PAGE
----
Basal metabolic data

Fasting glucose and insulin levels from the hyperinsulinemic-euglycemic and hyperglycemic clamps were averaged. Fasting insulin was not different (122 ± 11 vs. 120 ± 10 pmol/l, P = 0.89) and fasting glucose was lower (5.25 ± 0.05 vs. 5.44 ± 0.06 mmol/l, P = 0.02) in AAs. Fasting C-peptide (0.58 ± 0.05 vs. 0.58 ± 0.06 nmol/l, P = 0.93), free fatty acids (0.35 ± 0.04 vs. 0.34 ± 0.02 mEq/l, P = 0.81), and hepatic glucose production (3.1 ± 0.4 vs. 3.0 ± 0.1 mg · kg−1 · min−1, P = 0.86) were not different.

Insulin sensitivity and clearance

During the hyperinsulinemic-euglycemic clamp, steady-state plasma glucose (AA 5.61 ± 0.03, AW 5.60 ± 0.02 mmol/l, P = 0.67), insulin (AA 690 ± 18, AW 636 ± 36 pmol/l, P = 0.21), insulin-stimulated glucose disposal (AA 74.9 ± 4.4, AW 70.5 ± 4.4 μmol · kg fat-free mass [FFM]−1 · min−1; P = 0.47), and insulin sensitivity (AA 10.9 ± 0.7, AW 11.8 ± 1.0 μmol · kg FFM−1 · min−1 per pmol/l; P = 0.48) were not different (Fig. 1). Insulin clearance was lower in AAs (17.9 ± 0.8 vs. 20.7 ± 1.1 μmol · kg FFM−1 · min−1; P = 0.05).

Insulin secretion and glucose disposition index

During the hyperglycemic clamp, first- and second-phase glucose concentrations were not different (first-phase 11.9 ± 0.2 mmol/l in AA vs. 12.2 ± 0.1 mmol/l in AW, P = 0.25; second-phase 12.3 ± 0.1 mmol/l in AA vs. 12.4 ± 0.1 mmol/l in AW, P = 0.19). First-phase insulin concentration was higher in AAs (1,038 ± 126 vs. 636 ± 108 pmol/l; P = 0.002) (Fig. 1). Second-phase insulin concentration was not different (AA 1,068 ± 120 vs. AW 918 ± 174 pmol/l; P = 0.46). After controlling for insulin clearance, there remained a race difference in first-phase insulin (1,003 ± 121 vs. 647 ± 123 pmol/l, P = 0.05). The glucose disposition index was higher in AAs (10.3 ± 1.0 vs. 6.3 ± 0.7 μmol · kg FFM−1 · min−1, P = 0.002).

Several studies have demonstrated that AA children have higher fasting and stimulated insulin levels than AW children (2,57); however, insulin sensitivity was lower in AA than in AW youth. Thus, the observed hyperinsulinemia in AAs was explained as a compensatory response to insulin resistance. In the current study, the observation of higher insulin secretion was made despite similar insulin sensitivity. Differences in insulin clearance could partly explain the differences in first-phase insulin concentrations; however, after adjusting for clearance, there remained a race difference in first-phase insulin concentration. Insulin clearance in AA adolescents was ∼14% lower than in AWs, while first-phase insulin was ∼63% higher.

Potential causes of insulin hypersecretion in AAs include dietary/lifestyle factors, genetic differences, and socioeconomic differences. Previously, we reported dietary differences including higher fat-to-carbohydrate ratio in AA children (2). Increased fat-to-carbohydrate ratio correlated negatively with insulin sensitivity and insulin clearance and positively with first-phase insulin levels across racial groups (2). Gower et al. (8) reported that genetic admixture was independently related to insulin sensitivity, fasting insulin, and acute insulin response to glucose, indicating that hyperinsulinemia in AAs has a genetic basis.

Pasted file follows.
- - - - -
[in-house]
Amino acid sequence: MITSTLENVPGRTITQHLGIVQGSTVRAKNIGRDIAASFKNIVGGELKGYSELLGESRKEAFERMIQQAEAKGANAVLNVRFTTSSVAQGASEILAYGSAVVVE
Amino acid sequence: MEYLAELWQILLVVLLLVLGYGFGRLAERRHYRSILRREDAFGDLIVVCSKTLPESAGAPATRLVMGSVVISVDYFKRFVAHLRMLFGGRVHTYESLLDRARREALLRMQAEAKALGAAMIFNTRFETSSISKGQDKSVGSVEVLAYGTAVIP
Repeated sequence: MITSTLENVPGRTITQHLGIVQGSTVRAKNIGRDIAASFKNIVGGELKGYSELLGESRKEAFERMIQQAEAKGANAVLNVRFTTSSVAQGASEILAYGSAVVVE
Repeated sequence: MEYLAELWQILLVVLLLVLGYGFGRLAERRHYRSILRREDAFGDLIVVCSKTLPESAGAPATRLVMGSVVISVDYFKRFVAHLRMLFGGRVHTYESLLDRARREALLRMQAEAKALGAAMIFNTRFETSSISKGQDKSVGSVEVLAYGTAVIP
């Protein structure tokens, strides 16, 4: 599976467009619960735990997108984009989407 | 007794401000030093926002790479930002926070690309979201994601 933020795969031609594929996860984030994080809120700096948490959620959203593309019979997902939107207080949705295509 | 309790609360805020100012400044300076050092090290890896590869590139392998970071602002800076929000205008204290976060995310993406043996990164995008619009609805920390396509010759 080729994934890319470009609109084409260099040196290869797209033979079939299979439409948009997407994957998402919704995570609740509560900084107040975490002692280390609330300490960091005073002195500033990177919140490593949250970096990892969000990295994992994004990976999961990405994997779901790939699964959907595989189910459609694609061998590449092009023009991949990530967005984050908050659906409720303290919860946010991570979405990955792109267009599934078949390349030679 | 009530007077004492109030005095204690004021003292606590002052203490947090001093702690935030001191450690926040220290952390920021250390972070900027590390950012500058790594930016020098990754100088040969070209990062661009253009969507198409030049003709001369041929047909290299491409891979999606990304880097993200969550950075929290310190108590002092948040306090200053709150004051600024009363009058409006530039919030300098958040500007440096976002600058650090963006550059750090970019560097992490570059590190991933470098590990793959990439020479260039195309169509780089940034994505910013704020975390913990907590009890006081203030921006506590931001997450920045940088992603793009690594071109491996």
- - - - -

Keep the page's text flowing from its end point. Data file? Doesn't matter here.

The present study demonstrates that AA adolescents have 1) ∼63% higher first-phase insulin and 2) ∼63% higher glucose disposition index even when they have insulin sensitivity comparable with that of their AW peers. There appears to be an upregulated β-cell function in AA adolescents, the mechanism(s) of which should be investigated.

Figure 1—

In vivo insulin sensitivity measured during a 40 mU/m2 per min hyperinsulinemic-euglycemic clamp (A), insulin concentrations measured during a 2-h hyperglycemic (225 mg/dl) clamp (B), and glucose disposition index (insulin sensitivity × first-phase insulin) (C) in AA and AW adolescents. •, AA; ○, AW.

Figure 1—

In vivo insulin sensitivity measured during a 40 mU/m2 per min hyperinsulinemic-euglycemic clamp (A), insulin concentrations measured during a 2-h hyperglycemic (225 mg/dl) clamp (B), and glucose disposition index (insulin sensitivity × first-phase insulin) (C) in AA and AW adolescents. •, AA; ○, AW.

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This work was supported by U.S. Public Health Service Grants R01-HD27503, K24-HD01357, and K23-RR17250 and the Pediatric Clinical and Translational Research Center at Children's Hospital of Pittsburgh (NIH/NCRR/CTSA grant UL1-RR024153; NIH/NCRR/GCRC grant M01-RR00084).

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Published ahead of print at http://care.diabetesjournals.org on 16 April 2008.